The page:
Of course, we can’t close out this section without talking about Willis’ turnovers and general miscues in the passing game. Willis statistically had the worst passing game of his career with just 135 yards passing (he did throw for 2 yards less in the first game of his LU career against WKU but he also didn’t throw any picks in that game so this one still ranks lower). Willis threw 3 interceptions, was sacked 4 times, and completed just 57.1% of his passes. It was highly apparent that Willis was struggling to adapt to the absence of his main receiving target Demario Douglas (526 yards this season, over a third of Willis’ total passing yards) who suited up but did not play after exiting the game late last week with an injury received on a punt return. The rest of Liberty’s receiving corps tried to step up, but none were able to fill the role of Douglas and in fact, no Liberty receiver had more than 35 yards or 3 catches all day. However, Willis is considered an NFL-caliber QB and Hugh Freeze is considered a Power 5 level coach, and neither a QB of Willis’ caliber nor a coach with Hugh Freeze’s play-calling abilities should ever be dependent on one wide receiver.

Each of the interceptions are actually a perfect metaphor for Liberty’s overall performance and mindset in this game. The first pick was a lazy throw away by Willis on the run where he tried to toss it out of bounds but ended up throwing it straight to a defender in the end zone. This unfocused and lackadaisical effort by Willis was reflective of the overall mood of the team in general which seemed to come in assuming a win and for a large chunk of this game just seemed to be going through the motions.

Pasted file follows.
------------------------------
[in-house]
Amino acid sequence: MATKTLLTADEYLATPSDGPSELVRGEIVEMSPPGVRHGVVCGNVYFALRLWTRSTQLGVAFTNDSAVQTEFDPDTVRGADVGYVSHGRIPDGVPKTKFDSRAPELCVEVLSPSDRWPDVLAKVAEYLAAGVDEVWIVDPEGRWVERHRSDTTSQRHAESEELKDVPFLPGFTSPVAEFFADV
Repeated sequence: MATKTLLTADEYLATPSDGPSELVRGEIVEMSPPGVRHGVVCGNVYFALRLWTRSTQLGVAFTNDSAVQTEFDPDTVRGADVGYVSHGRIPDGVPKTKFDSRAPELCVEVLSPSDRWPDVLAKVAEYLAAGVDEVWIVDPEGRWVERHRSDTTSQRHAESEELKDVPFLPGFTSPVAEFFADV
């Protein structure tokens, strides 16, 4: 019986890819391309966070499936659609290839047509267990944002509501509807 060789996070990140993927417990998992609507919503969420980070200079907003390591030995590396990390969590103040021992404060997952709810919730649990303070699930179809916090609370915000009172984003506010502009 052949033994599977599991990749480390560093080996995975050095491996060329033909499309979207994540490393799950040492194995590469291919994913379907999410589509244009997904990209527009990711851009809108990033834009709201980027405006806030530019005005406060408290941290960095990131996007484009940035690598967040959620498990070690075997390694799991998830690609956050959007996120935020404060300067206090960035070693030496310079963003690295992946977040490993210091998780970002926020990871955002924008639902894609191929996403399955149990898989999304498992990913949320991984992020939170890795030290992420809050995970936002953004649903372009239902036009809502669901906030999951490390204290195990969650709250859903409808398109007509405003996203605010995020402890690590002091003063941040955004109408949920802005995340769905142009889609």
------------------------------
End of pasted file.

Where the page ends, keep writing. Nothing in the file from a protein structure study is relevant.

The second pick was made after Willis threw blind into double coverage on a short comeback route by Stubbs which was thrown right to the Warhawk defender and easily picked off. Willis assumed Stubbs would be open on a play that Liberty frequently runs and threw the ball kind of just assuming it would work out. Many of Liberty’s play calls today (especially in the run game) seemed to reflect an attitude that they would just work out just because Liberty was “superior” to their opponent.

The third pick was just a straight-up overthrow of a wide-open receiver which could have set Liberty up in field goal range and this last play by the offense perfectly symbolized the consistent lack of execution that plagued the Flames all day.